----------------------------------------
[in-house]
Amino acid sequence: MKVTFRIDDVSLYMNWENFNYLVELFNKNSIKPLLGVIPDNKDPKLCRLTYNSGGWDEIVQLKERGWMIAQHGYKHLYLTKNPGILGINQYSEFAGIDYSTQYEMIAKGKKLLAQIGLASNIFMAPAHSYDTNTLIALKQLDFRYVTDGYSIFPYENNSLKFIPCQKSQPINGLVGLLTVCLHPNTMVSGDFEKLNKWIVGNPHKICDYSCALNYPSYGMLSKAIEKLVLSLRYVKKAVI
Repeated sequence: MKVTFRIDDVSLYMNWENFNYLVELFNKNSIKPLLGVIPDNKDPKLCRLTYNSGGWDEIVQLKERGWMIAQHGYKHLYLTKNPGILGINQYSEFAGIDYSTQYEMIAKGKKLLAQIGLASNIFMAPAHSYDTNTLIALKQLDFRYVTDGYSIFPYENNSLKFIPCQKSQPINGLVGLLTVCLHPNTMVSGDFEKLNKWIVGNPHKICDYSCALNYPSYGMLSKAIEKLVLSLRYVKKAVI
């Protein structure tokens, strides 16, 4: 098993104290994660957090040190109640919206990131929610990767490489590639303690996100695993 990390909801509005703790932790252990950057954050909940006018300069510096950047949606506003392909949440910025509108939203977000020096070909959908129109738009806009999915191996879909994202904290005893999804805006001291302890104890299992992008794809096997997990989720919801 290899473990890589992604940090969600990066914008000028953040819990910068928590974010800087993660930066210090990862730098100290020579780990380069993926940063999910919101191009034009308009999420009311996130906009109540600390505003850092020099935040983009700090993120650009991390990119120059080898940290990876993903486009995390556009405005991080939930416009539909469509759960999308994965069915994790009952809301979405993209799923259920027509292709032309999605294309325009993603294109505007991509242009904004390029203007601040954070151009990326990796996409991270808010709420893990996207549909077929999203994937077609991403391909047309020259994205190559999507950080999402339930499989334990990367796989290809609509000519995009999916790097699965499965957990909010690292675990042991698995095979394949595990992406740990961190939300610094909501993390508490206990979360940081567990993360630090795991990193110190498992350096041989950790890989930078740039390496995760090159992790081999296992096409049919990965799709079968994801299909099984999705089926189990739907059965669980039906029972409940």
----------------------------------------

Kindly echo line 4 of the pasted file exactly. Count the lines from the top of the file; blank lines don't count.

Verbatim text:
């Protein structure tokens, strides 16, 4: 098993104290994660957090040190109640919206990131929610990767490489590639303690996100695993 990390909801509005703790932790252990950057954050909940006018300069510096950047949606506003392909949440910025509108939203977000020096070909959908129109738009806009999915191996879909994202904290005893999804805006001291302890104890299992992008794809096997997990989720919801 290899473990890589992604940090969600990066914008000028953040819990910068928590974010800087993660930066210090990862730098100290020579780990380069993926940063999910919101191009034009308009999420009311996130906009109540600390505003850092020099935040983009700090993120650009991390990119120059080898940290990876993903486009995390556009405005991080939930416009539909469509759960999308994965069915994790009952809301979405993209799923259920027509292709032309999605294309325009993603294109505007991509242009904004390029203007601040954070151009990326990796996409991270808010709420893990996207549909077929999203994937077609991403391909047309020259994205190559999507950080999402339930499989334990990367796989290809609509000519995009999916790097699965499965957990909010690292675990042991698995095979394949595990992406740990961190939300610094909501993390508490206990979360940081567990993360630090795991990193110190498992350096041989950790890989930078740039390496995760090159992790081999296992096409049919990965799709079968994801299909099984999705089926189990739907059965669980039906029972409940």